Create a Swap File on Cloud Linux Server to Prevent Out of Memory

February 28, 2020

When a Linux server is out of memory, some programs such as MariaDB/MySQL will shutdown automatically. To prevent out of memory (OOM) problem, we can create a swap partition or swap file so as to expand the memory. In this tutorial, we’re going to look at how to create a swap file on Linux server with small memory.

First, let me explain some background information.

Swap Space

When you are installing Linux on a desktop computer or a server, one of the considerations is how much swap space it’s going to use. Swap space is a kind of virtual memory. Linux divides RAM into pages. When the physical RAM starts to fill up, Linux can swap out some pages in the RAM to the swap space on disk. To calculate how much virtual memory your system has, simple add physical RAM and swap space.

Swap space in Linux can be a swap partition, swap file or a combination of them. In windows, it’s just a page file stored in C drive. Normally Linux installers such as Ubuntu ubiquitous and CentOS anaconda try to set aside a swap partition when installing the system.

To check your Linux system’s swap space, use the swapon --show command. You may need to use sudo.

swapon --show

swapon command

We can get the following information.

  • how many swap partitions or swap files are in our Linux system
  • the size of each swap device
  • how much swap space is being used
  • the priority of each swap device

Priority controls which swap device is used first. Swap devices with a higher number are used before swap devices with lower number.

Create a Swap File

On a cloud Linux server, you may have only one partition for the root file system. In this case, you have no way of creating another partition and format it as swap partition.  In stead we can create a swap file in the root file system.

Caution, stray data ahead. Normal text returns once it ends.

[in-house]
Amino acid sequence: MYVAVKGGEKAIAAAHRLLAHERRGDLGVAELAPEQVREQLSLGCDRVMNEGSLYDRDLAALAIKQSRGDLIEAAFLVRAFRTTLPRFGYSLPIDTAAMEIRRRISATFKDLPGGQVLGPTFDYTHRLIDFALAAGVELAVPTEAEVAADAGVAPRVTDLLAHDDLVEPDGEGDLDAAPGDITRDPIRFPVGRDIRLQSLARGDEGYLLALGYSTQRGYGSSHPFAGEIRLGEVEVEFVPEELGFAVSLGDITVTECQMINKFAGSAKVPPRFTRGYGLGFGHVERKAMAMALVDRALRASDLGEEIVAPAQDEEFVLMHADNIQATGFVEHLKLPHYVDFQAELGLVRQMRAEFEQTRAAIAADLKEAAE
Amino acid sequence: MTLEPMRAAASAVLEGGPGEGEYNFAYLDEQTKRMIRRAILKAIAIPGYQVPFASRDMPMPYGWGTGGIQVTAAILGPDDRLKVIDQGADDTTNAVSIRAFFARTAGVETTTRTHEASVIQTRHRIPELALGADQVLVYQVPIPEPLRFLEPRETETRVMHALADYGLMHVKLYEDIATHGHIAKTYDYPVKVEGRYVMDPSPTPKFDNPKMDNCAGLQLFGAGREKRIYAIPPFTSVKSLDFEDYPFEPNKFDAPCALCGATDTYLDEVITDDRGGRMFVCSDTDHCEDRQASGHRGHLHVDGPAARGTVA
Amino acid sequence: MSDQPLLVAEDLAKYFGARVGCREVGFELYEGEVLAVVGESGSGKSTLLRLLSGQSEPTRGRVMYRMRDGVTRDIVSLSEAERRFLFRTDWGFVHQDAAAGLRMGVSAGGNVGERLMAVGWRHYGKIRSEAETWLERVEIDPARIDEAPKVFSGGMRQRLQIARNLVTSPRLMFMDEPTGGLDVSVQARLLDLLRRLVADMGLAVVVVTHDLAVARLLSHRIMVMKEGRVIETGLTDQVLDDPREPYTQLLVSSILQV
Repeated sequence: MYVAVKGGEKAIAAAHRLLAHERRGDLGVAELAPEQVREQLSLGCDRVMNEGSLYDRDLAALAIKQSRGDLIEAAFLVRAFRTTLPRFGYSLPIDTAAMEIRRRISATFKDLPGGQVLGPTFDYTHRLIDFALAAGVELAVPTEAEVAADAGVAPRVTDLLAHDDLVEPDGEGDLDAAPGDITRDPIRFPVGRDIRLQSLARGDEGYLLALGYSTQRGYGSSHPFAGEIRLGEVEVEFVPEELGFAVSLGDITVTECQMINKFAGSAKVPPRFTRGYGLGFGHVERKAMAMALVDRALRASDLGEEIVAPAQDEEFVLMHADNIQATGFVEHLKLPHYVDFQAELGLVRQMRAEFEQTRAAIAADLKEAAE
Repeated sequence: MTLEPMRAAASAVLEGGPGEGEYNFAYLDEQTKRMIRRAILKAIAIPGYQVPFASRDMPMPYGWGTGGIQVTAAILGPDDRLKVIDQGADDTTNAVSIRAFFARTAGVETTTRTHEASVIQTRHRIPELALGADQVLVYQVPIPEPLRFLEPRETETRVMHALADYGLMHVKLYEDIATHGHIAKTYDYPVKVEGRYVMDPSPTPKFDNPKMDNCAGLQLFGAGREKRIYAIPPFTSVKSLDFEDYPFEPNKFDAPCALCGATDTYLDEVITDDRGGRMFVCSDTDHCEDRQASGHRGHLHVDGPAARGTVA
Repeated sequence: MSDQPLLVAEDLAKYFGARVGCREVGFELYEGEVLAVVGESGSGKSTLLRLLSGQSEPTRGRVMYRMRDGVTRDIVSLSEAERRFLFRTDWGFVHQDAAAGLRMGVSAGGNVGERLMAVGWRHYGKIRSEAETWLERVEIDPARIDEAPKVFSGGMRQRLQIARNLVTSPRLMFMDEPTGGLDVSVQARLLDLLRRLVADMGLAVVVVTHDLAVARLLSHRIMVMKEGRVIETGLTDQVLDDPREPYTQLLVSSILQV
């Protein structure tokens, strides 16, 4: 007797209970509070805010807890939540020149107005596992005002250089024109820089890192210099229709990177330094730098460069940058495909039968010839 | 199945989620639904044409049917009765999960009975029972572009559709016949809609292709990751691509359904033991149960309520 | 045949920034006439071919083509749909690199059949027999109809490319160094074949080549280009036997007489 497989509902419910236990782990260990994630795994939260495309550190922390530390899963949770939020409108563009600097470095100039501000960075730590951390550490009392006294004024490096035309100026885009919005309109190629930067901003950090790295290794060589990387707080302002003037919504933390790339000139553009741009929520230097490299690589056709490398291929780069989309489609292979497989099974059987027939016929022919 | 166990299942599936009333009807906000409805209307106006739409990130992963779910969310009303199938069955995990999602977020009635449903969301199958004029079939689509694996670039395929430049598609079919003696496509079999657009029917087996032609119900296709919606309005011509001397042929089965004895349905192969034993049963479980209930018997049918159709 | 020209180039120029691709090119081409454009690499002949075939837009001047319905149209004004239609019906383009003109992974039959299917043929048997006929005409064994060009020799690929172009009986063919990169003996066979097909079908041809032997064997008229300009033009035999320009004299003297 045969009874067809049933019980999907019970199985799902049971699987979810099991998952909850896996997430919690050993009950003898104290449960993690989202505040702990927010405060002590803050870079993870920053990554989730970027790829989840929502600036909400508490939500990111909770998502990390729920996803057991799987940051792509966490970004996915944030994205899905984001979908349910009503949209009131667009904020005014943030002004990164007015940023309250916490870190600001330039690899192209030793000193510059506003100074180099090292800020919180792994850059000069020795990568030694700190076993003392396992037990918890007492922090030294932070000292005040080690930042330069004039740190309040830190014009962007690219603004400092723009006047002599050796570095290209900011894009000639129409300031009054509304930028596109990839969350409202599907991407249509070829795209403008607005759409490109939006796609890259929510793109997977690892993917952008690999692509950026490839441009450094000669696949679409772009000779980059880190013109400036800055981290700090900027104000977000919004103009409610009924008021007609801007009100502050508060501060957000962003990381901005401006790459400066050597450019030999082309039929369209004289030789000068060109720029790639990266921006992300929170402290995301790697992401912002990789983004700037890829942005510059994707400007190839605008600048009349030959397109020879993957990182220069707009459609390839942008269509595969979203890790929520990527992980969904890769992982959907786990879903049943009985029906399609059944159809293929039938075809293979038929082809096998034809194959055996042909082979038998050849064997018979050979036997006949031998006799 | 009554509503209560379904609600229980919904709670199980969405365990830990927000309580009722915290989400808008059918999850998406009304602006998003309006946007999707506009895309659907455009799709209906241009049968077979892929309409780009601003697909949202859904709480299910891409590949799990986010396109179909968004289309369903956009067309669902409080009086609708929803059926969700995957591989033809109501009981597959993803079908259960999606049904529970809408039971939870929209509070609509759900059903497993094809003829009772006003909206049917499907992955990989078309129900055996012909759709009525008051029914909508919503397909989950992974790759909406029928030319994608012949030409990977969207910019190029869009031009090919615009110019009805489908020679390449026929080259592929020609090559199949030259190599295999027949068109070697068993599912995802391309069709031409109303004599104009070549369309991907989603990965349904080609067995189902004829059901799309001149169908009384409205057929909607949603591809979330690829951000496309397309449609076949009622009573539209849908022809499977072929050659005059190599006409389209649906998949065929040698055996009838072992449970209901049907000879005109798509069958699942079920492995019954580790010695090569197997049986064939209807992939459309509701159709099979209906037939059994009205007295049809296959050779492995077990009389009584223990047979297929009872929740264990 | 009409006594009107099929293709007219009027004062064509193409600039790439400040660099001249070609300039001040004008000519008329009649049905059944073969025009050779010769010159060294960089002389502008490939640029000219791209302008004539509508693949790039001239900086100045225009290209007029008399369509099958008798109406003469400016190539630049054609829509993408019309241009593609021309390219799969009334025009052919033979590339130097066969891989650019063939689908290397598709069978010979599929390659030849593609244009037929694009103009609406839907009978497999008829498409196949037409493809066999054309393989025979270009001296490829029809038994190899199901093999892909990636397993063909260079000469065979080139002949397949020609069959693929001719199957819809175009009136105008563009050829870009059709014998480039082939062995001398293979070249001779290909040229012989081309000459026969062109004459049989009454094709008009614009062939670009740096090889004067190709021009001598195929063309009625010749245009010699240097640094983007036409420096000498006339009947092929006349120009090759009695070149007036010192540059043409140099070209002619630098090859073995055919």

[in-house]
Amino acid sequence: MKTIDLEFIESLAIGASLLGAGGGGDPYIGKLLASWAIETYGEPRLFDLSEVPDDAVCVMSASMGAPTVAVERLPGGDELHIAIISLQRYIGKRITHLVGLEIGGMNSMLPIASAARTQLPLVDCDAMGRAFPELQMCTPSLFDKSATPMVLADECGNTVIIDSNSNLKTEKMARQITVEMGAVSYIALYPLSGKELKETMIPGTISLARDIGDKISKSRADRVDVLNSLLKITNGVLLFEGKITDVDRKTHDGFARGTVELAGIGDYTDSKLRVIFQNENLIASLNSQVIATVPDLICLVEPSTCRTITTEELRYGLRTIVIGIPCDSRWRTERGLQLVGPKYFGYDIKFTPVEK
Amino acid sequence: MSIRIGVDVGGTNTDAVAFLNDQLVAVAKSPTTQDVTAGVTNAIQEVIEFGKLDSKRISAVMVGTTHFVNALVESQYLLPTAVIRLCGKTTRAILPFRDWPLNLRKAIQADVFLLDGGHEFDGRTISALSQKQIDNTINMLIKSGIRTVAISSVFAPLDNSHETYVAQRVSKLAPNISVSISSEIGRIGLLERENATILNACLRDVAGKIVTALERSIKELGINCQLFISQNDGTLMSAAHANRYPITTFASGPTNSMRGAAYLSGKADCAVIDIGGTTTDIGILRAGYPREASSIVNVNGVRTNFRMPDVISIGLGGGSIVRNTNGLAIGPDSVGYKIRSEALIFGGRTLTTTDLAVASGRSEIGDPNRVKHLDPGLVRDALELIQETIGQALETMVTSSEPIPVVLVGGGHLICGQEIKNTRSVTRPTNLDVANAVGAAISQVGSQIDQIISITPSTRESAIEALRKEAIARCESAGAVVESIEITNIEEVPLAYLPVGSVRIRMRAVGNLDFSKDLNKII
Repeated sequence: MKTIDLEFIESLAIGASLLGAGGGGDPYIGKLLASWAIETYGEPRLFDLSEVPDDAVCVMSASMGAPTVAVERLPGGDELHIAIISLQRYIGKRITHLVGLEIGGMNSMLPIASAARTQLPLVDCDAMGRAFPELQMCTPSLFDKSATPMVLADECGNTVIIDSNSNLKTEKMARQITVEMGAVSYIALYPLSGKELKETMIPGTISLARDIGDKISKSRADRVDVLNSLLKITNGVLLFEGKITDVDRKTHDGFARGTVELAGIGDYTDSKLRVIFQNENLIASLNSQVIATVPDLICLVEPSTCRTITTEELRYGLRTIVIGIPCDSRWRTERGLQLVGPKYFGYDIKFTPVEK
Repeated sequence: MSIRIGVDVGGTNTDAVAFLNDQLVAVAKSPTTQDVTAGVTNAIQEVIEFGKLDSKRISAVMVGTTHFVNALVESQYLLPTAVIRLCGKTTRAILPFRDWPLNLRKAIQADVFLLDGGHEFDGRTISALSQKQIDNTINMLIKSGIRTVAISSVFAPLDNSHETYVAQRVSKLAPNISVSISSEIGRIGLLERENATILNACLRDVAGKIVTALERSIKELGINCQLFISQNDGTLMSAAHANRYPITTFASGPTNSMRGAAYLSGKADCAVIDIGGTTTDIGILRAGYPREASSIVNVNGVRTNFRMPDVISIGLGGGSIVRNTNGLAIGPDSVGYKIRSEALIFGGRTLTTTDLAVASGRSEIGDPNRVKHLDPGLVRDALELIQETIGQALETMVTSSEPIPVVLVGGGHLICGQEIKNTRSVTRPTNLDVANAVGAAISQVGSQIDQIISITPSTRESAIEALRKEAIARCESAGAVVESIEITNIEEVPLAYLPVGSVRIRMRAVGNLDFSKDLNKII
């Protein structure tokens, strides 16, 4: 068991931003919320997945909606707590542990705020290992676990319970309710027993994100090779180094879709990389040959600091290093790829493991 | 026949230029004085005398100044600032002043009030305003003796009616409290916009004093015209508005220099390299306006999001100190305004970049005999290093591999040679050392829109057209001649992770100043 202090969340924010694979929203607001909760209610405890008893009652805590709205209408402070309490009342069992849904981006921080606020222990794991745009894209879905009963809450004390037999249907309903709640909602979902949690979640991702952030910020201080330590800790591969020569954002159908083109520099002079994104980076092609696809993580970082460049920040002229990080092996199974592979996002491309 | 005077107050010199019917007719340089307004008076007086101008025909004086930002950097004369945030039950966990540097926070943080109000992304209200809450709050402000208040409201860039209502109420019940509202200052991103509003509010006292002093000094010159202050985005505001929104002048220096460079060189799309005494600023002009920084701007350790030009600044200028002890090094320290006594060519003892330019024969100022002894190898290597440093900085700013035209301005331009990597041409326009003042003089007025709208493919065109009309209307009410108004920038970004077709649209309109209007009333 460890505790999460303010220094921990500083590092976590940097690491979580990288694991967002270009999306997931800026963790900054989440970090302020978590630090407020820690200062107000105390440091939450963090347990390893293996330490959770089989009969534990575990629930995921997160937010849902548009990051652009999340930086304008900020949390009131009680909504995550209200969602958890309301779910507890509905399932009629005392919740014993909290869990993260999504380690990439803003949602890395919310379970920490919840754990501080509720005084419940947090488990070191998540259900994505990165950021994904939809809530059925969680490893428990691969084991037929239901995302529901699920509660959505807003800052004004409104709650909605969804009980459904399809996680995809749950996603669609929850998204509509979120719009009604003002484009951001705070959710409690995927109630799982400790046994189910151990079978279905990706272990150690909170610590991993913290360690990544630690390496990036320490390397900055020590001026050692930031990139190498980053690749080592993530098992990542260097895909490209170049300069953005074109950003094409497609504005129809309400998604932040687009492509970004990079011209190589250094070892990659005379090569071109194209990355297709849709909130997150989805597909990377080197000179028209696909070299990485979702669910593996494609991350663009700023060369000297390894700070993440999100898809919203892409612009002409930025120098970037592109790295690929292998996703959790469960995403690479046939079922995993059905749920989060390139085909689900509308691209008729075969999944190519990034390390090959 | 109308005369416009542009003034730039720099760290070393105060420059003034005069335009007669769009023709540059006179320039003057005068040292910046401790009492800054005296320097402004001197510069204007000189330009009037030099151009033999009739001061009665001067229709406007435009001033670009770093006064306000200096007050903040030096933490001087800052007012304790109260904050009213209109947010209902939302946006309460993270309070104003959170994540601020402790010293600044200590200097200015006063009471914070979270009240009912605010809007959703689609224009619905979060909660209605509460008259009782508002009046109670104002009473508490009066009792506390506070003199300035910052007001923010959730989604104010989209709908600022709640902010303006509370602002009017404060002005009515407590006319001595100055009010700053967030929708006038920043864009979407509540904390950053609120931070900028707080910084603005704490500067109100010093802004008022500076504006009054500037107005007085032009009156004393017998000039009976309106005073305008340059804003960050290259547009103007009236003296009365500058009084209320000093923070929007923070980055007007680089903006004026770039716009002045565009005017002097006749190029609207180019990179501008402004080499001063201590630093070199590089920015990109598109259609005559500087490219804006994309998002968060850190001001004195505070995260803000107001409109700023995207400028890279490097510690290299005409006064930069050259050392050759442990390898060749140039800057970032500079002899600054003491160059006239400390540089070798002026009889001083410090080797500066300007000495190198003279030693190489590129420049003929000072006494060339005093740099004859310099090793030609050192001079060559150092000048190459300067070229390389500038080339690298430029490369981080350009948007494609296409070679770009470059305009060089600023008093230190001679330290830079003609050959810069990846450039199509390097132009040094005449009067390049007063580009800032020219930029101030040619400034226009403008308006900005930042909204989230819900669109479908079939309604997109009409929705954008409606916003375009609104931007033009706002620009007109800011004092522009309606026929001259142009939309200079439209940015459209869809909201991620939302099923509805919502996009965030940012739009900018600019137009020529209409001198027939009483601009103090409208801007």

First we use fallocate command to create a file. For example, create a file named swapfile with 512M capacity in root file system:

sudo fallocate -l 512M /swapfile

To create a 1G file:

sudo fallocate -l 1G /swapfile

Then make sure only root can read and write to it.

sudo chmod 600 /swapfile

Format it to swap:

sudo mkswap /swapfile


Setting up swapspace version 1, size = 524284 KiB
no label, UUID=h32b3e10-0779-4865-9ea0-6e2af8f3kea9

Enable the swap file

sudo swapon /swapfile

Now you can see that it’s enabled with swapon --show command.

admin@server:~$ sudo swapon --show
/swapfile file  512M  132K  -1

To let Linux automatically mount this swap file when booting up, add this line to /etc/fstab file.

/swapfile none swap defaults 0 0

swap file

Please note that you need to delimit each column with Tab key.

Comments, questions or suggestions are always welcome. If you think this post is useful, ? please share it with your friends on social media! Stay tuned for more Linux tutorials.

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